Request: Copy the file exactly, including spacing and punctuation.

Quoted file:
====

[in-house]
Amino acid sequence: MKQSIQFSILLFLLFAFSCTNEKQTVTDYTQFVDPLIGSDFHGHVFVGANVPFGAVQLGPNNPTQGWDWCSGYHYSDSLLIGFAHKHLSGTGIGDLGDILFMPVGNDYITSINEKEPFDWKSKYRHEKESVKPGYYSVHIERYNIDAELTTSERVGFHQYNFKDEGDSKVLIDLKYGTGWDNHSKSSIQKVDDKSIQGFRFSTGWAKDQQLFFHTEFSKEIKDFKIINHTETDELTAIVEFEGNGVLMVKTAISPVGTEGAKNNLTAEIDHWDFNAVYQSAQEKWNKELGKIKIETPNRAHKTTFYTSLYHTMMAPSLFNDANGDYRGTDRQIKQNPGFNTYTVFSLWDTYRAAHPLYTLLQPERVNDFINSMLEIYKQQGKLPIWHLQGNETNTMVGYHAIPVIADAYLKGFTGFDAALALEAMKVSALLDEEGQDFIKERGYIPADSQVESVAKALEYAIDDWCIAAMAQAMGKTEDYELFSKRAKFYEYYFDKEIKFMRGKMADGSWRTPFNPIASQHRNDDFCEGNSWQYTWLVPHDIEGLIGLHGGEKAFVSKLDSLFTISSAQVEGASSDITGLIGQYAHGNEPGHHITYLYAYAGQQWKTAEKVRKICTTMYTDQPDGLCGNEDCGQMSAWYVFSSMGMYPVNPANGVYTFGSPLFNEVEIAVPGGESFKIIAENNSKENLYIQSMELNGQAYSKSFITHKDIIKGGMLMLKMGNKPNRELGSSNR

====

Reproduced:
[in-house]
Amino acid sequence: MKQSIQFSILLFLLFAFSCTNEKQTVTDYTQFVDPLIGSDFHGHVFVGANVPFGAVQLGPNNPTQGWDWCSGYHYSDSLLIGFAHKHLSGTGIGDLGDILFMPVGNDYITSINEKEPFDWKSKYRHEKESVKPGYYSVHIERYNIDAELTTSERVGFHQYNFKDEGDSKVLIDLKYGTGWDNHSKSSIQKVDDKSIQGFRFSTGWAKDQQLFFHTEFSKEIKDFKIINHTETDELTAIVEFEGNGVLMVKTAISPVGTEGAKNNLTAEIDHWDFNAVYQSAQEKWNKELGKIKIETPNRAHKTTFYTSLYHTMMAPSLFNDANGDYRGTDRQIKQNPGFNTYTVFSLWDTYRAAHPLYTLLQPERVNDFINSMLEIYKQQGKLPIWHLQGNETNTMVGYHAIPVIADAYLKGFTGFDAALALEAMKVSALLDEEGQDFIKERGYIPADSQVESVAKALEYAIDDWCIAAMAQAMGKTEDYELFSKRAKFYEYYFDKEIKFMRGKMADGSWRTPFNPIASQHRNDDFCEGNSWQYTWLVPHDIEGLIGLHGGEKAFVSKLDSLFTISSAQVEGASSDITGLIGQYAHGNEPGHHITYLYAYAGQQWKTAEKVRKICTTMYTDQPDGLCGNEDCGQMSAWYVFSSMGMYPVNPANGVYTFGSPLFNEVEIAVPGGESFKIIAENNSKENLYIQSMELNGQAYSKSFITHKDIIKGGMLMLKMGNKPNRELGSSNR